Iraq

Iraq: Humanitarian Snapshot (July 2021)

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Protection Issue Highlights

In July 2021, the National Protection Cluster of Iraq released the second round of findings from the data tracked by its Protection Monitoring System. The second round collected information from approximately 2900 key informants across 17 governorates. Fifty-five per cent of those interviewed reported that HLP issues were common, with the highest prevalence in Anbar, Ninewa, Salah Al-Din and Diyala. The top three reported HLP challenges include 1) damage and destruction of housing, land and property; 2) lack of financial resources to afford accommodation; and 3) lack of financial compensation for damaged property. As camp closures in federal Iraq during late 2020 and early 2021 hastened the return of IDPs to areas of origin which have not yet benefitted from sustained reconstruction and development efforts, the pervasiveness of HLP issues could become more widespread.

Fifty per cent of those assessed during the second round of monitoring report that “some or most people are missing their civil documentation.” The lack of access to documentation and to the Civil Affairs Directorates (CADs) which handle requests for the provision of replacement documents is reportedly highest in Anbar and the three governorates of the Kurdistan Region of Iraq (KRI). The top three reported barriers to access civil documentation are the: 1) complexity, cost and length of the administrative process; 2) inaccessibility of CADs due to distance and/or cost of transportation; and 3) the inability to provide the required documentation for applications. The findings highlight the necessity for protection actors to continue to organize mobile missions with relevant government counterparts to register, process and issue civil documentation in the affected locations.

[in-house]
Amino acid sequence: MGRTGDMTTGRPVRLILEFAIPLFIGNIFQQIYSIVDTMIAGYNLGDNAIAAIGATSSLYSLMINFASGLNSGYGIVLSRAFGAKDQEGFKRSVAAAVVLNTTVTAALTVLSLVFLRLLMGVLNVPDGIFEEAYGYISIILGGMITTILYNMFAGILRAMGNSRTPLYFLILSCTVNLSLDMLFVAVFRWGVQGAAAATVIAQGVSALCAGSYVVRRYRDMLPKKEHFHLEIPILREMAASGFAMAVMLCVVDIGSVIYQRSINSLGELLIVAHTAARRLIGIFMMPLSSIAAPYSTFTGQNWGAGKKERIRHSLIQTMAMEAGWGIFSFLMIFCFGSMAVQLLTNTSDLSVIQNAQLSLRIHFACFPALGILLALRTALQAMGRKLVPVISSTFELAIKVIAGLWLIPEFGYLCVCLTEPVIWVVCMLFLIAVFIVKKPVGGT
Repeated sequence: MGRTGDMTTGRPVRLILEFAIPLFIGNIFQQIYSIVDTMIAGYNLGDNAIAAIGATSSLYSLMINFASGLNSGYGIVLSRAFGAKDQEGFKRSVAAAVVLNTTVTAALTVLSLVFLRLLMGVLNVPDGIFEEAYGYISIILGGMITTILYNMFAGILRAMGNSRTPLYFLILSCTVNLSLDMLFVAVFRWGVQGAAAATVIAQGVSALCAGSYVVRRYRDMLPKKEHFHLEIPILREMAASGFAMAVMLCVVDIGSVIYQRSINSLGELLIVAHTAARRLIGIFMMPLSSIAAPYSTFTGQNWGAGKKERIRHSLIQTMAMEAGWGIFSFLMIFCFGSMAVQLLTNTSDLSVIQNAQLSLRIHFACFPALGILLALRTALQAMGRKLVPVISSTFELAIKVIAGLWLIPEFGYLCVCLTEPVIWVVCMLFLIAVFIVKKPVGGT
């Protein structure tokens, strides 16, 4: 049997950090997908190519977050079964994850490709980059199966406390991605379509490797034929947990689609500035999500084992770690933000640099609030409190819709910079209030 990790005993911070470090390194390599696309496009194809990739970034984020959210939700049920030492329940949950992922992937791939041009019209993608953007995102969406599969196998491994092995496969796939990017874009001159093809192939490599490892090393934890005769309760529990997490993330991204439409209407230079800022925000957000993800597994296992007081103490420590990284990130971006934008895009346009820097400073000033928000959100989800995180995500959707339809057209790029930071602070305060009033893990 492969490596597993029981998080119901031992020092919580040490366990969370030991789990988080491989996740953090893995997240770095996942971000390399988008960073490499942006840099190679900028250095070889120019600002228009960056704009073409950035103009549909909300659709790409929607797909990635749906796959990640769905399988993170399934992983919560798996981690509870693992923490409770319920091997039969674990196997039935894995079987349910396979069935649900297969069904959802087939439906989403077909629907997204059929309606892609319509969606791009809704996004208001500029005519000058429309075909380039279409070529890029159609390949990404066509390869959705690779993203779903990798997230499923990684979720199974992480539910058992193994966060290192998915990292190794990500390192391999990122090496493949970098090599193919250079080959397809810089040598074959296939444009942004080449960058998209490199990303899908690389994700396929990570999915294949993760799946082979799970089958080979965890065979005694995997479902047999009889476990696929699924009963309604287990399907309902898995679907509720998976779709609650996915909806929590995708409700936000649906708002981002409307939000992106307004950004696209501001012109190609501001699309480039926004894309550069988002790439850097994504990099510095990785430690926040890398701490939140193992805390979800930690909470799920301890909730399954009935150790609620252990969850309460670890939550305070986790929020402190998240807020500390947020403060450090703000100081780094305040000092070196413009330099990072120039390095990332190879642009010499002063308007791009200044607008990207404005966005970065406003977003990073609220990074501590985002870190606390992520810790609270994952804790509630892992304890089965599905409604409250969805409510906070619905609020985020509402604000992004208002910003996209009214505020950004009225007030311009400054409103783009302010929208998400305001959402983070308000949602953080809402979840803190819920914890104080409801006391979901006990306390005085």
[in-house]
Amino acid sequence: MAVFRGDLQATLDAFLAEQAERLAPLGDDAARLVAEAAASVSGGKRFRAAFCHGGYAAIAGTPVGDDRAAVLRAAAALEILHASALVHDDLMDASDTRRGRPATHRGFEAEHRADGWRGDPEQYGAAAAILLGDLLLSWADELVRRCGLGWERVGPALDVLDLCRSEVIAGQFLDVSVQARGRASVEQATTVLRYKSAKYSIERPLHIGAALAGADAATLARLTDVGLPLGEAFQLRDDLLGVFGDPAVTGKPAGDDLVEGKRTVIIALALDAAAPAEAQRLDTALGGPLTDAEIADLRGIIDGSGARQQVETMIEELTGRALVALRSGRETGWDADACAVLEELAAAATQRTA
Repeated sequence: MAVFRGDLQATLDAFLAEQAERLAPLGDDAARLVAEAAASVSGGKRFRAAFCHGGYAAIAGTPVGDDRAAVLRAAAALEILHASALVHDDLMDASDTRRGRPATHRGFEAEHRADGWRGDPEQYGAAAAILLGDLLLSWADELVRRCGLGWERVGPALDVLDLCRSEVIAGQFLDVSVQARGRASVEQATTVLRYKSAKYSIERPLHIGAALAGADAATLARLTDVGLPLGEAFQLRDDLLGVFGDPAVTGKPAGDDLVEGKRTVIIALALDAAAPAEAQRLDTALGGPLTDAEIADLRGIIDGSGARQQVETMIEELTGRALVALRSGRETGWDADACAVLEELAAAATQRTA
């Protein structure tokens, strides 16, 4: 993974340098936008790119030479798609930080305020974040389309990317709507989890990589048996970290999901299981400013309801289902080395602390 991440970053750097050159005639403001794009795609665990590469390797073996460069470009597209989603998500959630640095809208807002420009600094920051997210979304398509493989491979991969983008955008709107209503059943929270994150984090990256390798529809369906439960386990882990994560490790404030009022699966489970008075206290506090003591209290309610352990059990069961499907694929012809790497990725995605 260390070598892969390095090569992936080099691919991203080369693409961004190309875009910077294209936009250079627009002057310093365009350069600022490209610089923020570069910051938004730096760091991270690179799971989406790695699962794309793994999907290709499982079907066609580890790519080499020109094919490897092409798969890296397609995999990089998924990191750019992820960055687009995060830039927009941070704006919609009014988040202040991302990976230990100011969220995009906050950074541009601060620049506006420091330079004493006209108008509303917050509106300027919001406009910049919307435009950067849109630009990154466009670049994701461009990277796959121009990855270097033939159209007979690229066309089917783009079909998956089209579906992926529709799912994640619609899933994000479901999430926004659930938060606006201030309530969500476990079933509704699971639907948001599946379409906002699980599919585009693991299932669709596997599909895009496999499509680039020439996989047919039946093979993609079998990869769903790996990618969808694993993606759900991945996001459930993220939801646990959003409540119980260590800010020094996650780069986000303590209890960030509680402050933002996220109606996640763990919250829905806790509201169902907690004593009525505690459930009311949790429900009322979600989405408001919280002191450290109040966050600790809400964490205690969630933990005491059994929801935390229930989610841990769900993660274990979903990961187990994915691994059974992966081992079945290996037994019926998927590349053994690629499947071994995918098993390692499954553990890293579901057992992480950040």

There has been a significant increase in the level of those assessing the situation of children as negative (35 per cent in the second round compared to 27 per cent in the first round). Protection partners cannot yet conclusively attribute the cause of this rise in reporting, but think it may be in part ascribed to the lasting impact of past camp closures in federal Iraq. The two main protection issues affecting children – lack of access to education and child labour – have been identified by protection actors as being further aggravated by the household’s forced or voluntary departure from camps at short notice. Families are reportedly often unable to re-register children at school in areas of return and/or secondary displacement, and the lack of access to livelihoods and essential services following departure increases the risk for families to resort to child labour as a negative coping mechanism.

UN Office for the Coordination of Humanitarian Affairs
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